We weren't extraordinary, but a smart fielding side: CSK's fielding coach Rajiv Kumar
The long-standing theory that T20 belongs to the younger lot, was dispelled by the Chennai Super Kings this year, who rode on the shoulders of their veteran stars and ended the season with a third title in their pocket.
Despite not being spectacular on the field, and plagued throughout with injuries, the Super Kings sailed through. For Rajiv Kumar, fielding coach of the triumphant side, it wasn't an easy task fine-tuning the fielding nuances of the creaking bones.
MS Dhoni's captain during his first-class career a decade and a half back, the 41-year-old gave Sportskeeda a sneak peek into the preparation that went into making the title-winning outfit a 'smart' fielding side.
The average age of the squad was 34 before the team started out. The playing XI was also complete with a number of veterans, including a 39-year-old Imran Tahir. How did you condition the old-timers? Did you have something specific planned for them?
They all have played enough cricket, specifically the IPL, where the fixtures are such that there is very little time.
We were very brief and specific, not making them run too much. The aim was just to get the basics rights and be smart. We were a smart fielding side: we weren't extraordinary like a young side, diving around, we used our resources well. We had 3-4 decent fielders, so we kept the veterans in the right place so that they did not have to field too much.
We planned it that way and it really worked for us.
Shane Watson was struggling with a hamstring towards the final stages, and Dwayne Bravo has a history of being injury-stricken. How did you manage their workload to ensure they don't flare up their injuries?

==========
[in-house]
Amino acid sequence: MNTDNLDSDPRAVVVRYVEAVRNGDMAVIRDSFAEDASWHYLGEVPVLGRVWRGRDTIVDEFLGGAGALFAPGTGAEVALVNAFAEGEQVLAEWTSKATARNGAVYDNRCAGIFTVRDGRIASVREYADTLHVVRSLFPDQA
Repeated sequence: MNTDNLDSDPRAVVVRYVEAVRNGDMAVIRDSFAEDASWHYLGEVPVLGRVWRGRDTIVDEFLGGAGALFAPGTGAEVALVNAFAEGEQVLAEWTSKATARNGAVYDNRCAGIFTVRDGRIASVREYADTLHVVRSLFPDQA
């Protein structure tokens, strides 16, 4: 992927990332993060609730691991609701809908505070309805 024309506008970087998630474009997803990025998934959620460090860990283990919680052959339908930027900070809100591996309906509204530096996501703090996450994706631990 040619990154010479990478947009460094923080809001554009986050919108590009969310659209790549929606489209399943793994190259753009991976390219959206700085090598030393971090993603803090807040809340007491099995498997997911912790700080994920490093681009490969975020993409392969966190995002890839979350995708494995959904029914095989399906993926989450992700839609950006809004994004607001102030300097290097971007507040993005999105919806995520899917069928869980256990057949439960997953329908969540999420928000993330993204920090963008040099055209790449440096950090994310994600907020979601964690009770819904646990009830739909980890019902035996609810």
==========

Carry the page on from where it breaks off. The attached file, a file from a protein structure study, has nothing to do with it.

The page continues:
For Watson specifically, he was fielding in the slips and short third (man). Not only his hamstring, he had a groin injury as well. You could see that he was not bowling towards the end. All credit goes to Dhoni: even Bravo was not a hundred percent fit, so Dhoni used him only when required.
You can see Bravo's quite gifted with quick hands, so we placed him where he doesn't have to run around and dive too much, and you saw how he took a few brilliant catches.
Midway through the IPL, Dhoni criticized the fielding effort of the team, saying that 'it is disappointing that the guys are not aware on the field'. What was the reason for the comment, and did anything change thereafter?
Sometimes, you have to give a hundred percent, but the mind and body doesn't allow it. It was important for him (Dhoni) to make everybody aware and make the push. Sometimes it's hard, having played 16-17 games and travelling that much, if you win one or two games, you tend to relax.
So you need the extra push and that's when Dhoni made that comment. We were all trying to do the right things but it doesn't always work out like that.
Yet, it all turned out to be good in the end.
For people like Suresh Raina, Ravindra Jadeja, and Ambati Rayudu, who are naturally athletic, did you have any specific drills in place?
All these three fielders are naturally good, so all I had to do was put them in the right position.
Some players are gifted, some you need to train well. These three are very gifted and anticipate well: if you saw they were moving before the ball was hit and have a safe pair of hands. My job was to give them enough catches during practice and help them maintain good balance, which they always have. It turned out to be easy with these three.
For MS Dhoni himself, there was a minor stutter at the beginning, owing to his back issues. What specific conditioning did he require to get back on track?
With him, before the IPL, he was training a lot. When the IPL started, and he got injured in the third game (against the Kings XI Punjab), the physio made sure that he was rested well. He was in a hot bath every day. Credit goes to the team and the entire management.
The physio did well to keep the players on the ground and we had so many players in the team who were well-rested. We had about 20-22 players who played this year. It was a full team effort where everyone took responsibility.